Red Bull must make changes for the Canadian Grand Prix after holes in their cars' floors were deemed illegal by the sport's governing body (FIA).
Team principal Christian Horner had been confident the holes were "fully compliant" with regulations and any aerodynamic advantage was permissible.
But FIA technical head Charlie Whiting sent all teams a directive on Friday.
The note confirmed that "fully enclosed holes may not be located" in that area of the car.
Before the decision, Horner had said: "There was a bit of a fuss after the Bahrain race, but it was clear the car complied. We sought clarification after that, but there is no doubt the car is fully compliant.
"The car is identical to that which ran in Barcelona and Malaysia as well. There are other cars running in similar situations."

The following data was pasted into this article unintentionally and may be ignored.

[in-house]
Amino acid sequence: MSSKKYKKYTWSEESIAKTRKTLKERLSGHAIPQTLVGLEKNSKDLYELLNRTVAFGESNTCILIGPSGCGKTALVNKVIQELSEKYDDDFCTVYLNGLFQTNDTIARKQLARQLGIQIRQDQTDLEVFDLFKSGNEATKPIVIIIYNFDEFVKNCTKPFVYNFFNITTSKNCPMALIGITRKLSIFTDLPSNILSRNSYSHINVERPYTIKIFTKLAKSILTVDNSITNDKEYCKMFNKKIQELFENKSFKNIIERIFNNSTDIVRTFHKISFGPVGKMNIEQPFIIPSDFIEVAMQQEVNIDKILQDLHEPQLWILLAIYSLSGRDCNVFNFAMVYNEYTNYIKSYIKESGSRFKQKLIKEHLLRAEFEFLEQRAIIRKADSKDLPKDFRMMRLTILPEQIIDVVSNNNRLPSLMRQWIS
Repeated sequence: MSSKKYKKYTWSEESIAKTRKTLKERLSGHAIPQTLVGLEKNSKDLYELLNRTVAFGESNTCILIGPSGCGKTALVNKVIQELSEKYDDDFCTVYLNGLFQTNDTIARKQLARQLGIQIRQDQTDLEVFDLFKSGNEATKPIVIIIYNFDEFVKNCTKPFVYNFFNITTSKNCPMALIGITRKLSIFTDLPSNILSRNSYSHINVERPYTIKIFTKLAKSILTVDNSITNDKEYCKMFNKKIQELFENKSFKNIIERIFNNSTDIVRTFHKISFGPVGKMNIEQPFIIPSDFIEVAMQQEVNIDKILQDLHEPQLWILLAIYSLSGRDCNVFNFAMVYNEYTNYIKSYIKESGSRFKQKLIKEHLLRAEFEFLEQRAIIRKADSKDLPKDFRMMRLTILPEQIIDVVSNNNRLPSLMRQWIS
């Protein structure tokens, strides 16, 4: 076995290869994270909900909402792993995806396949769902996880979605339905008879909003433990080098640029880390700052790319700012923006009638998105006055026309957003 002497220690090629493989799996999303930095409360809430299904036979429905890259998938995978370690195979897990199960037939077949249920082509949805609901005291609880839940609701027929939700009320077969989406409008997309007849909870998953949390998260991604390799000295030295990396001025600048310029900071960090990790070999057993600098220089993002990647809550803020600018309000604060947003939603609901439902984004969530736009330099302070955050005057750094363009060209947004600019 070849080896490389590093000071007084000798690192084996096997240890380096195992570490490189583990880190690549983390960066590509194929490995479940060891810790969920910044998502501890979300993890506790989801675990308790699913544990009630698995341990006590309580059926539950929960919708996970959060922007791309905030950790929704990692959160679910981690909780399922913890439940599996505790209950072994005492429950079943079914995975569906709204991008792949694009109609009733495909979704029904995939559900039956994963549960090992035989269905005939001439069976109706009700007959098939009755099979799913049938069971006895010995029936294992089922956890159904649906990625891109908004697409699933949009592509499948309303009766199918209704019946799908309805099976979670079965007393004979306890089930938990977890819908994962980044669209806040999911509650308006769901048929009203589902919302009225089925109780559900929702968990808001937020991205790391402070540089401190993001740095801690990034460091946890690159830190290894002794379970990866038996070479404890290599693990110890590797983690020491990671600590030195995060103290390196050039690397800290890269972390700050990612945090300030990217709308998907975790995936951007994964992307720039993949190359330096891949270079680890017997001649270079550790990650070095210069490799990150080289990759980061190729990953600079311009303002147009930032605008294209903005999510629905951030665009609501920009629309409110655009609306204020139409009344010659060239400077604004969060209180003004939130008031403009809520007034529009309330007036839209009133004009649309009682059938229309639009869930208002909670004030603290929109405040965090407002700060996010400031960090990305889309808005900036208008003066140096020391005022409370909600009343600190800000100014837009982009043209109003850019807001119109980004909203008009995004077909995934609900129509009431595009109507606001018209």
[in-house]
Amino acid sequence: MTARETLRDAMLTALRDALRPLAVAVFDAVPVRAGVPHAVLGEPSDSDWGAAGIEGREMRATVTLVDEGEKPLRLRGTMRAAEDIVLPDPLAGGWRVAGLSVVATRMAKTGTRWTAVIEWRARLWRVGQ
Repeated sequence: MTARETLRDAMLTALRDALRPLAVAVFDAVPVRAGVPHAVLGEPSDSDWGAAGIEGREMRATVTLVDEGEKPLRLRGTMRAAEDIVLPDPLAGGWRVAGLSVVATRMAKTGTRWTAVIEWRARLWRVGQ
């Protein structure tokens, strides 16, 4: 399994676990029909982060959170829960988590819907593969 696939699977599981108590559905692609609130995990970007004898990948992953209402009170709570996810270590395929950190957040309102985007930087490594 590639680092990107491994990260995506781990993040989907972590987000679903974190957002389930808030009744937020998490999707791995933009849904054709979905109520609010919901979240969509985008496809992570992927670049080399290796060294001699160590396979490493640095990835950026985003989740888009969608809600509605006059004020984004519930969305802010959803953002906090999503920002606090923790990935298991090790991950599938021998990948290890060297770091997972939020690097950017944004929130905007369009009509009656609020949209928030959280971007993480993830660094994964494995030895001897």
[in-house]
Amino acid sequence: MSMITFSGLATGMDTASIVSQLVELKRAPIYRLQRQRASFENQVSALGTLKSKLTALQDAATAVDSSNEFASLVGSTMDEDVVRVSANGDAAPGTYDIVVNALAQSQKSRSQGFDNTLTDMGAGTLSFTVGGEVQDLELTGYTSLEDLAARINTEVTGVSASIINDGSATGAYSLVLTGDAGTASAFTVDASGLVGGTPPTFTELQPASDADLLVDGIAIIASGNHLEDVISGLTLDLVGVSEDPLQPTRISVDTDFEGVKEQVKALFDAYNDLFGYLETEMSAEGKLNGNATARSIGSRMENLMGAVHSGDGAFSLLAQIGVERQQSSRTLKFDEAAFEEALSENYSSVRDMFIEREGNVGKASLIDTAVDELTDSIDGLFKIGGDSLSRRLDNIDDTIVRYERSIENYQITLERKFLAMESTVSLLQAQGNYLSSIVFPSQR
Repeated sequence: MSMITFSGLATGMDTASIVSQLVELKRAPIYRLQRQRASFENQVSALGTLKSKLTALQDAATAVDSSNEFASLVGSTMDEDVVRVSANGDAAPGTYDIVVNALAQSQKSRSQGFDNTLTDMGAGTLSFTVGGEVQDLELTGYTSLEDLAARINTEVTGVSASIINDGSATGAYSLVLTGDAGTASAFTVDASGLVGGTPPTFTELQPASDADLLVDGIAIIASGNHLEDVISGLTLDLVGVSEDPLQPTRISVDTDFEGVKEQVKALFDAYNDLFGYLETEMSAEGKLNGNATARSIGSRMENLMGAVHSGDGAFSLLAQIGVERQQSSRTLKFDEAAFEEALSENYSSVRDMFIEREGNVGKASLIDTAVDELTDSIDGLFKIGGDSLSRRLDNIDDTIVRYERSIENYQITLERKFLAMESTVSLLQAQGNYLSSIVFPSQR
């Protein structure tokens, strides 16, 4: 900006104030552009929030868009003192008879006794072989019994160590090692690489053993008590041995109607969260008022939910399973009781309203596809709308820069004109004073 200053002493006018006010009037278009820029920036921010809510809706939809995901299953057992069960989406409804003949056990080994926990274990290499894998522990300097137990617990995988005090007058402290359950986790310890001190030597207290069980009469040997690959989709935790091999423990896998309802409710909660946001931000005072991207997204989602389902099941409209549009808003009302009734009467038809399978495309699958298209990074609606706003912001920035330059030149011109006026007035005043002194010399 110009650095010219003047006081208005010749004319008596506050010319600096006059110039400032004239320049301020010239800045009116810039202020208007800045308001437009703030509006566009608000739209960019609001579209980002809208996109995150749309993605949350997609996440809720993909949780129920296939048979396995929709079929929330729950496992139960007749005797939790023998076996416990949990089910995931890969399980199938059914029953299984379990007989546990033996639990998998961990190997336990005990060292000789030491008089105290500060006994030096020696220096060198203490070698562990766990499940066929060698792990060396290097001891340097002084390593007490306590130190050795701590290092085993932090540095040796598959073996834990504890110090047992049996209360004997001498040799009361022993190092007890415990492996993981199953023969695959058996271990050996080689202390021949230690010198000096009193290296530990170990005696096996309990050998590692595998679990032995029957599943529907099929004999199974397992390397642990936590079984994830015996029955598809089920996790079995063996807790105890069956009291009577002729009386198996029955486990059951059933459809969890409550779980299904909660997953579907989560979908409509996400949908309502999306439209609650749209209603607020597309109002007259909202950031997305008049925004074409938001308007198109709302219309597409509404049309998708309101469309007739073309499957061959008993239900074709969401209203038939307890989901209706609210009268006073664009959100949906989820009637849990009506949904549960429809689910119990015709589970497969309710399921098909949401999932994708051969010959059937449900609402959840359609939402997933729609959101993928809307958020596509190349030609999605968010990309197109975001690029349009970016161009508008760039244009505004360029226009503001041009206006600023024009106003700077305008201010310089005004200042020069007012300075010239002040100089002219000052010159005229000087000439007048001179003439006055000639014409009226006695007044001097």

The controversy erupted hours before last weekend's Monaco Grand Prix, with Australian Mark Webber starting on pole position for Red Bull. He went on to win for the first time this season.
Rivals argued the Red Bulls had an illegal "fully enclosed hole" on the surface of the step plane of the floor.
Arguments had centred around fully enclosed holes, the difference between a "hole" and a "slot" and even what constitutes a hole.
The FIA note added: "It has been argued that, as it is not explicitly stated that fully enclosed holes cannot be located in a surface lying on the step plane rearward of a line 450mm forward of the rear face of the cockpit template, then they may be located in such areas.
"We disagree with this view and consider it implicit that fully enclosed holes may not be located there."
The Canadian Grand Prix takes place on 8-10 June.